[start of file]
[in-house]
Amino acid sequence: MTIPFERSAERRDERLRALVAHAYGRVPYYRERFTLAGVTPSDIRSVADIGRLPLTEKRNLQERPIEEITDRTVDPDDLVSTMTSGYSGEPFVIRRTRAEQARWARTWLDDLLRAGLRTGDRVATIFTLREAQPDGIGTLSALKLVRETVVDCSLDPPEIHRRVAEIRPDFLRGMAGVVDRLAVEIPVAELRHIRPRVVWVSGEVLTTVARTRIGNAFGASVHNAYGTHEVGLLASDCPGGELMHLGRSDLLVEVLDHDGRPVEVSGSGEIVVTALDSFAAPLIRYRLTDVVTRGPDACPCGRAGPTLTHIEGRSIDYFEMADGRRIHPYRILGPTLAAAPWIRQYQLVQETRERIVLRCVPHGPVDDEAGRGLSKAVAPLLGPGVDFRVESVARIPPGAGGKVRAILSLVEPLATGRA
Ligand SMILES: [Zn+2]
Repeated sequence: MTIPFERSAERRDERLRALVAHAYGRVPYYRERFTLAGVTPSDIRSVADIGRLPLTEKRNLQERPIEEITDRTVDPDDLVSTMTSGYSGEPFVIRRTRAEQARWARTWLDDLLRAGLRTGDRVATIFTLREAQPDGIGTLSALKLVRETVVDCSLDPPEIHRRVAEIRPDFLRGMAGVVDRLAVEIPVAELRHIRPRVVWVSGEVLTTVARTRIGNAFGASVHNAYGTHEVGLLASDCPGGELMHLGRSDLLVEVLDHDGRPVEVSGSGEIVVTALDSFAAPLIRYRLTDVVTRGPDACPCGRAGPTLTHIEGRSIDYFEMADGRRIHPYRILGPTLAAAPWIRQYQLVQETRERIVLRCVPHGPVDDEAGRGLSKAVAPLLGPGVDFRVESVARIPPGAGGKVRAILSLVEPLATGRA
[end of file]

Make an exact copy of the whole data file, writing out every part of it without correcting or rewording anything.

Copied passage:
[in-house]
Amino acid sequence: MTIPFERSAERRDERLRALVAHAYGRVPYYRERFTLAGVTPSDIRSVADIGRLPLTEKRNLQERPIEEITDRTVDPDDLVSTMTSGYSGEPFVIRRTRAEQARWARTWLDDLLRAGLRTGDRVATIFTLREAQPDGIGTLSALKLVRETVVDCSLDPPEIHRRVAEIRPDFLRGMAGVVDRLAVEIPVAELRHIRPRVVWVSGEVLTTVARTRIGNAFGASVHNAYGTHEVGLLASDCPGGELMHLGRSDLLVEVLDHDGRPVEVSGSGEIVVTALDSFAAPLIRYRLTDVVTRGPDACPCGRAGPTLTHIEGRSIDYFEMADGRRIHPYRILGPTLAAAPWIRQYQLVQETRERIVLRCVPHGPVDDEAGRGLSKAVAPLLGPGVDFRVESVARIPPGAGGKVRAILSLVEPLATGRA
Ligand SMILES: [Zn+2]
Repeated sequence: MTIPFERSAERRDERLRALVAHAYGRVPYYRERFTLAGVTPSDIRSVADIGRLPLTEKRNLQERPIEEITDRTVDPDDLVSTMTSGYSGEPFVIRRTRAEQARWARTWLDDLLRAGLRTGDRVATIFTLREAQPDGIGTLSALKLVRETVVDCSLDPPEIHRRVAEIRPDFLRGMAGVVDRLAVEIPVAELRHIRPRVVWVSGEVLTTVARTRIGNAFGASVHNAYGTHEVGLLASDCPGGELMHLGRSDLLVEVLDHDGRPVEVSGSGEIVVTALDSFAAPLIRYRLTDVVTRGPDACPCGRAGPTLTHIEGRSIDYFEMADGRRIHPYRILGPTLAAAPWIRQYQLVQETRERIVLRCVPHGPVDDEAGRGLSKAVAPLLGPGVDFRVESVARIPPGAGGKVRAILSLVEPLATGRA